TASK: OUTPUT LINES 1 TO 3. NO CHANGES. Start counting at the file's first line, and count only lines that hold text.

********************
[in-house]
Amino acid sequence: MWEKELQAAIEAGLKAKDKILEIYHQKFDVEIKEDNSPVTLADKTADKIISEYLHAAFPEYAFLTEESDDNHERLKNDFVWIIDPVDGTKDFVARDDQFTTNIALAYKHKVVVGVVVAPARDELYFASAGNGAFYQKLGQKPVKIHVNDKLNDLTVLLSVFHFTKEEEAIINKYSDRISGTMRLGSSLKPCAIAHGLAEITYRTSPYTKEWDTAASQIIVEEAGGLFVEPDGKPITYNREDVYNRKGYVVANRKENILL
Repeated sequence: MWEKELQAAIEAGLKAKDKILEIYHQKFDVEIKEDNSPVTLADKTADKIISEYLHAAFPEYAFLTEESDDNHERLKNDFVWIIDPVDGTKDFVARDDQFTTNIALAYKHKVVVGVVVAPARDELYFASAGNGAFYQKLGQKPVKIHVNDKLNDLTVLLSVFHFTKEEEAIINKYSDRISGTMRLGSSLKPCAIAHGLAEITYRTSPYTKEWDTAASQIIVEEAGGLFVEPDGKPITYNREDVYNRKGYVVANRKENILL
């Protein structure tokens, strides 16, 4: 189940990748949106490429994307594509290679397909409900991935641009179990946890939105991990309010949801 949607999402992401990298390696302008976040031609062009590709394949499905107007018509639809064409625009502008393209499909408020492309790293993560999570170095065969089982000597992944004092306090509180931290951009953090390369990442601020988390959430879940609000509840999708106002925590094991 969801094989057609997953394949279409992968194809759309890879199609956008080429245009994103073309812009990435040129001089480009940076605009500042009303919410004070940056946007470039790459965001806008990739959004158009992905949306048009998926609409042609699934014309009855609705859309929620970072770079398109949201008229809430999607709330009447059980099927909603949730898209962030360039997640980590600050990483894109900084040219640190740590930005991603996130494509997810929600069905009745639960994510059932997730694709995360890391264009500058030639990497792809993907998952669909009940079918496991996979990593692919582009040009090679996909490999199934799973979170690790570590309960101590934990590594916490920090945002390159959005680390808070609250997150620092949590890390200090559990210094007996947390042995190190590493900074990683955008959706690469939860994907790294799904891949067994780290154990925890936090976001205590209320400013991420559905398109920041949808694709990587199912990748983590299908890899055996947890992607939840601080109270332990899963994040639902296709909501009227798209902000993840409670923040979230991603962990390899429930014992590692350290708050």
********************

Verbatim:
[in-house]
Amino acid sequence: MWEKELQAAIEAGLKAKDKILEIYHQKFDVEIKEDNSPVTLADKTADKIISEYLHAAFPEYAFLTEESDDNHERLKNDFVWIIDPVDGTKDFVARDDQFTTNIALAYKHKVVVGVVVAPARDELYFASAGNGAFYQKLGQKPVKIHVNDKLNDLTVLLSVFHFTKEEEAIINKYSDRISGTMRLGSSLKPCAIAHGLAEITYRTSPYTKEWDTAASQIIVEEAGGLFVEPDGKPITYNREDVYNRKGYVVANRKENILL
Repeated sequence: MWEKELQAAIEAGLKAKDKILEIYHQKFDVEIKEDNSPVTLADKTADKIISEYLHAAFPEYAFLTEESDDNHERLKNDFVWIIDPVDGTKDFVARDDQFTTNIALAYKHKVVVGVVVAPARDELYFASAGNGAFYQKLGQKPVKIHVNDKLNDLTVLLSVFHFTKEEEAIINKYSDRISGTMRLGSSLKPCAIAHGLAEITYRTSPYTKEWDTAASQIIVEEAGGLFVEPDGKPITYNREDVYNRKGYVVANRKENILL